How will order and sense be brought to this vastness? The scope of the exhibition is briefly set out at the beginning. Seventeenth-century Holland was a young country responding to great religious and social change as well as to inspiring, life-improving and sometimes disquieting scientific advances. Much of its art was commissioned by men who had made money from commerce. Thus new genres resulted: we can expect to see cityscapes, landscapes, scenes of civic and family life. Rembrandt is included as a sort of breakout display, alongside works by his master and pupils, for the sake of comparison.

 

The rise of Holland as a world power is dated to the time when the Dutch provinces, led by William of Orange, threw off Habsburg rule in the late 16th century. The very first work of art on show is a portrait of William (1579) hung alongside a naval battle scene showing an engagement between Dutch and Spanish galleys, then an allegory of peace followed by another of colonial power. With the scene thus summarily set, the themes of the succeeding rooms are as follows:

 

Faces of the Golden Age: The Building of a New Society

Wealth and Moderation?

The Influence of Protestantism on Religious Painting

Rembrandt and his Circle

Cities and Citizens

Landscapes

 

These themes are then illustrated, copiously. “Faces” shows us portraits of wealthy burghers, their wives and families. Members of a civic society are shown witnessing a dissection—though in fact they are all eagerly facing the viewer, just like any modern crowd jostling to be in the photograph. Members of another society are shown at a banquet. “Wealth and Moderation?” begins with still lifes (a lovely painting of tulips by Bosschaert) and domestic interiors (a superb Young Man Reading by Candlelight by Matthias Stom; 1620–32).

Matthias Stom: Young Man Reading by Candlelight.

Later manifestations of both these genres show a moralising message creeping in. An old crone short-sightedly squinting at a coin, for example, becomes Sight or Avarice? A young girl looking at herself in a mirror becomes an Allegory of Profane Love. Pre-eminent here is Jan Steen’s In Luxury Beware (1663). A chaotic household is brought before us, dominated by a drunk and debauched young couple. Food and debris are all over the floor with a symbolic deck of spilled playing cards, the baby has got hold of a pearl necklace instead of its rattle, an untended fire blazes offstage right while the dog eats the remainder of dinner in the background on the left. The still lifes, too, become more sinister. Not merely celebrations of nature or of painterly virtuosity, they turn into allegories of the transience of life, of ephemeral luxury. Painting after painting (including Steen’s) includes the stock image of the half-peeled lemon, a symbol not only of passing time but a warning of bitterness below the surface. Snails invade the bouquets of flowers by Rachel Ruysch and Jan Davidsz de Heem.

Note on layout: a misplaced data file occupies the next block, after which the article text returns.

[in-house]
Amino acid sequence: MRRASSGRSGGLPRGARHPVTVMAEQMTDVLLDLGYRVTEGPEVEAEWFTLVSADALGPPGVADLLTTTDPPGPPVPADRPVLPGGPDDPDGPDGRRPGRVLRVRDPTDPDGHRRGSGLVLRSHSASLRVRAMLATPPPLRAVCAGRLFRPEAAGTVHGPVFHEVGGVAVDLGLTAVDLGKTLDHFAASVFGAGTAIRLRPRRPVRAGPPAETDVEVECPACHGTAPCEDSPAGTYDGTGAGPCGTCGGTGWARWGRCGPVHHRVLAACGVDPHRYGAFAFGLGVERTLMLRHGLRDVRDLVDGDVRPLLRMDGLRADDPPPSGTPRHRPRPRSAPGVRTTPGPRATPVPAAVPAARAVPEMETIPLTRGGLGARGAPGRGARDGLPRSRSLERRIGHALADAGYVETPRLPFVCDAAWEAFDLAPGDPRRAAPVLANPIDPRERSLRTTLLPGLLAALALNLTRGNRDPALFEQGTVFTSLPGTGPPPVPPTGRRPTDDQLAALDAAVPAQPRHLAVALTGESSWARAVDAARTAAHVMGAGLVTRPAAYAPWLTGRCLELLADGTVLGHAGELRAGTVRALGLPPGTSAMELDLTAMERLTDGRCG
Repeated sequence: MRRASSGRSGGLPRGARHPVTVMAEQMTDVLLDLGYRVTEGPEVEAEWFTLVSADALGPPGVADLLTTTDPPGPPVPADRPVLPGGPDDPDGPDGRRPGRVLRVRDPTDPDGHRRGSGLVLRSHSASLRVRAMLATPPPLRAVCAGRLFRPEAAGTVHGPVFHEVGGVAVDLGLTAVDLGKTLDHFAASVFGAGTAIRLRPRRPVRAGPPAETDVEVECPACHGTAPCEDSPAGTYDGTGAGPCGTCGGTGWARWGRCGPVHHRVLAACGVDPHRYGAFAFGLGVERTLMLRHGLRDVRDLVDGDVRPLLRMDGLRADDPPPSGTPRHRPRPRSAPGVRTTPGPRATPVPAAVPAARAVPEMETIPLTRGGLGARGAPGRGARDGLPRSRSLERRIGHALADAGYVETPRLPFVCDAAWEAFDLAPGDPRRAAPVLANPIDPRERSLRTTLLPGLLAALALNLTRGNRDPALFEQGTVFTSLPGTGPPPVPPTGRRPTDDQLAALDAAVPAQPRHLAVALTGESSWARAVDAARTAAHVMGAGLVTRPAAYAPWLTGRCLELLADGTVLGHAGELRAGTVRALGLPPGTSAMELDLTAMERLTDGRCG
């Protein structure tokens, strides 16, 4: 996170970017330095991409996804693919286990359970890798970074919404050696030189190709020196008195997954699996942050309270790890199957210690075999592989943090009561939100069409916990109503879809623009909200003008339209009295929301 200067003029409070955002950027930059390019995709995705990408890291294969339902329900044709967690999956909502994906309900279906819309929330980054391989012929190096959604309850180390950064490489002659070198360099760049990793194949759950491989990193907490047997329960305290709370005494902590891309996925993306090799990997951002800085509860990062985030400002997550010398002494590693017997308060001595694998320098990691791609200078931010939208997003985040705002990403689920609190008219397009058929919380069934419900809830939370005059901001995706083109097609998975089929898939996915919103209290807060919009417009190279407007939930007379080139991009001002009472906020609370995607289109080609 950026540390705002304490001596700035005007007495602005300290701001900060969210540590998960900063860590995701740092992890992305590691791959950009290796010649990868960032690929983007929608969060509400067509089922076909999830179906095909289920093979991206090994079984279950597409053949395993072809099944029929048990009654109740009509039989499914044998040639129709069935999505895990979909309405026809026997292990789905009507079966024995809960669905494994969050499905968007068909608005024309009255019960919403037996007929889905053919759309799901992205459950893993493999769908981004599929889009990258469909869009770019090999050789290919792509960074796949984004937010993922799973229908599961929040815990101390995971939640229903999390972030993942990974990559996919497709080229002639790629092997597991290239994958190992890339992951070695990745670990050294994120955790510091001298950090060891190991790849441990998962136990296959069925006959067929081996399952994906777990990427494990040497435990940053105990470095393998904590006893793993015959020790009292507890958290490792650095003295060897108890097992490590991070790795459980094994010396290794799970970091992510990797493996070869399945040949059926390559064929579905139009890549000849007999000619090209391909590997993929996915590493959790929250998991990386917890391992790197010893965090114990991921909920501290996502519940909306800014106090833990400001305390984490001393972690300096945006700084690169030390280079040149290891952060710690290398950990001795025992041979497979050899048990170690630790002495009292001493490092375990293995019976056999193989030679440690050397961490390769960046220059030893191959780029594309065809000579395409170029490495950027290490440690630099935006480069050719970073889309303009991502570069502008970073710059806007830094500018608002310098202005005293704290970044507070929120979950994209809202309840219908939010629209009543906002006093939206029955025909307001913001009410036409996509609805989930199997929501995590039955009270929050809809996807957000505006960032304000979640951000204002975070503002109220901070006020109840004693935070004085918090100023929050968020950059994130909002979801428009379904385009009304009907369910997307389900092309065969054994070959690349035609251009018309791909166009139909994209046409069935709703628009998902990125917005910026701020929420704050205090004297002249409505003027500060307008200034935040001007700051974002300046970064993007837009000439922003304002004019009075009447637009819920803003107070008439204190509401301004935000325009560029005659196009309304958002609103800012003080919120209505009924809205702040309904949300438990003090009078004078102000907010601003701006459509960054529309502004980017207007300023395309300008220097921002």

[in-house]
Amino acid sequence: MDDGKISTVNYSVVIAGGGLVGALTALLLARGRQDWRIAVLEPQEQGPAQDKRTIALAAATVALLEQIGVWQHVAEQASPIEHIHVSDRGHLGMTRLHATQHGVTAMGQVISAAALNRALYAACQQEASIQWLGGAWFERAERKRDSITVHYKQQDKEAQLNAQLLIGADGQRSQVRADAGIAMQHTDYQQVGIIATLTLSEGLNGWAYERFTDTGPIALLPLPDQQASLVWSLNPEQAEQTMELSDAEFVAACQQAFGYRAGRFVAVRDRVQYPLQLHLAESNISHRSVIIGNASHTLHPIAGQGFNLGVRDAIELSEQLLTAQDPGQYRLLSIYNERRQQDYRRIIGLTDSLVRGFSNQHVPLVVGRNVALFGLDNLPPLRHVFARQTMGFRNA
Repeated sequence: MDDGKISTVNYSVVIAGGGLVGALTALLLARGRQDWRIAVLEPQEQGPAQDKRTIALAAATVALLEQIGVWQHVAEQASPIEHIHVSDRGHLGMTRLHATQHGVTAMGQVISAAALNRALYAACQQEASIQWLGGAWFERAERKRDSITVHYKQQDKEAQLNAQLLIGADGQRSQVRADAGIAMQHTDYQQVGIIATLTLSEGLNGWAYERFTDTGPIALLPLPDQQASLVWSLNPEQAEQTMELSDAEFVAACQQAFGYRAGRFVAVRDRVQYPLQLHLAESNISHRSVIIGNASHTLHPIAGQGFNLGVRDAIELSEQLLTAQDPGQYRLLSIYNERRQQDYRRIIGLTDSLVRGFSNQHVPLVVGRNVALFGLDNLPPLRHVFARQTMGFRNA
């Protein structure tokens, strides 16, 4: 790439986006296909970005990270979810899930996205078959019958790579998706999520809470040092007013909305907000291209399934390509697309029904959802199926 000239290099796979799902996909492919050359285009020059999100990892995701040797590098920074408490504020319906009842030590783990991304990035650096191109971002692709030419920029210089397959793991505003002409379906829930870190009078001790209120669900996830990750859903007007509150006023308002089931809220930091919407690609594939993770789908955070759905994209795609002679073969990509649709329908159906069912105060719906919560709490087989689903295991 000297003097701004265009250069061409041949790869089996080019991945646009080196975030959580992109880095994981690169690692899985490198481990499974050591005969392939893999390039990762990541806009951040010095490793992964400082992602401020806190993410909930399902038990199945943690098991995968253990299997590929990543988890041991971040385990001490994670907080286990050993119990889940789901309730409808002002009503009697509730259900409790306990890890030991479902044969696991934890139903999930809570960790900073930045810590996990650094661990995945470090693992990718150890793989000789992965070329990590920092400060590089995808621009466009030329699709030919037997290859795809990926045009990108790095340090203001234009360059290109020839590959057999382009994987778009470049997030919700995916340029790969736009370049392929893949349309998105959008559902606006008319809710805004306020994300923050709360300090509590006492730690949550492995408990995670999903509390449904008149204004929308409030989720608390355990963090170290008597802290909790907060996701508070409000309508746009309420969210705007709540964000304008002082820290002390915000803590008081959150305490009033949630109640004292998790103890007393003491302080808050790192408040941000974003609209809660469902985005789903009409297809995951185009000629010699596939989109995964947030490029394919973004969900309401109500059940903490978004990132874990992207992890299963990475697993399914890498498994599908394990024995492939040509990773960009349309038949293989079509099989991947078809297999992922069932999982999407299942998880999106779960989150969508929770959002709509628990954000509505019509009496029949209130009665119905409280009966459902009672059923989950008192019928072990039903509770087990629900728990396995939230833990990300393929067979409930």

“Religion” contrasts the paintings of the Utrecht school (the only city in Holland which retained a majority Catholic population) with stark depictions of image-free Protestant church interiors. The 20 Rembrandts are hung alongside his master Lastman and his pupils Flinck, Bol, Arent de Gelder, Hoogstraten (his wonderful, hyperrealist Letterboard one of the works on display) and Dou (master of the genre scene; his The Quacksalver of 1652 is a supreme example). “Cities and Citizens” gives us cityscapes (De Witte’s important c. 1680 interior of the Amsterdam synagogue) and urban domestic interiors, including Vermeer’s Astronomer and Geographer and some representative works by De Hooch, one of them expertly rendering the sunlight as it falls on a courtyard wall and another delicately capturing the effect of sunlight falling on the further wall of a room, reflected through the panes of a window opposite.

 

The last room, “Landscapes”, has some splendid works by Hobbema, Avercamp, Cuyp, Ruisdael, Wouwerman and Berchem. “But this is a terribly big exhibition!” one lady protested to another as she steeled herself to tackle it, “It's impossible to take it all in!” Sadly, she’s right. There is too much to see. Partly the problem is that there is nowhere to sit and admire any of the works (except for two stools in the De Hooch room). Partly that the physical division of the exhibition spaces does not correspond to the thematic division of the exhibition itself, which is confusing. You pass through a partition which leads you to assume that you are done with “Cities and Citizens”, for example, only to discover that this is not the case. There are still two more sections to go.